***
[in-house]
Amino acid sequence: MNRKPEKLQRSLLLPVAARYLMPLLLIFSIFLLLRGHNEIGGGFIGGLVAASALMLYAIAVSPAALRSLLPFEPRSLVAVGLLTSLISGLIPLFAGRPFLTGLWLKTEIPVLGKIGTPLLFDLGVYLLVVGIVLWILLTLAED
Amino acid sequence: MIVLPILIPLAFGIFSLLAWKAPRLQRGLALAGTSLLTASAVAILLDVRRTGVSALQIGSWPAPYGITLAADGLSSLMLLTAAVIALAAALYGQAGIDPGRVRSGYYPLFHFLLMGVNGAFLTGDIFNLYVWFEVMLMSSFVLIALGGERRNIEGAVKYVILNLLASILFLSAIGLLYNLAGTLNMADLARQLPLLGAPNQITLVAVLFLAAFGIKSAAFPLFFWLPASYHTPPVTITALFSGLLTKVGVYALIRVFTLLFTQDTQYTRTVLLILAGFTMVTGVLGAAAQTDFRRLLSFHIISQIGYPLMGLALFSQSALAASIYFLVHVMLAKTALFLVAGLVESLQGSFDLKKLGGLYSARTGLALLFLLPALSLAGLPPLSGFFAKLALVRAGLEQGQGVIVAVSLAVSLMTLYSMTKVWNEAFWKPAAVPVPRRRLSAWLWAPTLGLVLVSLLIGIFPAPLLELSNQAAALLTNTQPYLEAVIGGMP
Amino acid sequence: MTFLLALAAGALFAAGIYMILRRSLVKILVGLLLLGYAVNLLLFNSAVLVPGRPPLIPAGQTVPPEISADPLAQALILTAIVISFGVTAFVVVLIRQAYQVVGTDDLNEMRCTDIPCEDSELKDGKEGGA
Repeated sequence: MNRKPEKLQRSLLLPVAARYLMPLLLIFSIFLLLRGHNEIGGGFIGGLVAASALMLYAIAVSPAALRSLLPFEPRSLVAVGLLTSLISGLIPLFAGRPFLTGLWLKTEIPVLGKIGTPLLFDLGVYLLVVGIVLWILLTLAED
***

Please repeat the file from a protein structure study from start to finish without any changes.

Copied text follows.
[in-house]
Amino acid sequence: MNRKPEKLQRSLLLPVAARYLMPLLLIFSIFLLLRGHNEIGGGFIGGLVAASALMLYAIAVSPAALRSLLPFEPRSLVAVGLLTSLISGLIPLFAGRPFLTGLWLKTEIPVLGKIGTPLLFDLGVYLLVVGIVLWILLTLAED
Amino acid sequence: MIVLPILIPLAFGIFSLLAWKAPRLQRGLALAGTSLLTASAVAILLDVRRTGVSALQIGSWPAPYGITLAADGLSSLMLLTAAVIALAAALYGQAGIDPGRVRSGYYPLFHFLLMGVNGAFLTGDIFNLYVWFEVMLMSSFVLIALGGERRNIEGAVKYVILNLLASILFLSAIGLLYNLAGTLNMADLARQLPLLGAPNQITLVAVLFLAAFGIKSAAFPLFFWLPASYHTPPVTITALFSGLLTKVGVYALIRVFTLLFTQDTQYTRTVLLILAGFTMVTGVLGAAAQTDFRRLLSFHIISQIGYPLMGLALFSQSALAASIYFLVHVMLAKTALFLVAGLVESLQGSFDLKKLGGLYSARTGLALLFLLPALSLAGLPPLSGFFAKLALVRAGLEQGQGVIVAVSLAVSLMTLYSMTKVWNEAFWKPAAVPVPRRRLSAWLWAPTLGLVLVSLLIGIFPAPLLELSNQAAALLTNTQPYLEAVIGGMP
Amino acid sequence: MTFLLALAAGALFAAGIYMILRRSLVKILVGLLLLGYAVNLLLFNSAVLVPGRPPLIPAGQTVPPEISADPLAQALILTAIVISFGVTAFVVVLIRQAYQVVGTDDLNEMRCTDIPCEDSELKDGKEGGA
Repeated sequence: MNRKPEKLQRSLLLPVAARYLMPLLLIFSIFLLLRGHNEIGGGFIGGLVAASALMLYAIAVSPAALRSLLPFEPRSLVAVGLLTSLISGLIPLFAGRPFLTGLWLKTEIPVLGKIGTPLLFDLGVYLLVVGIVLWILLTLAED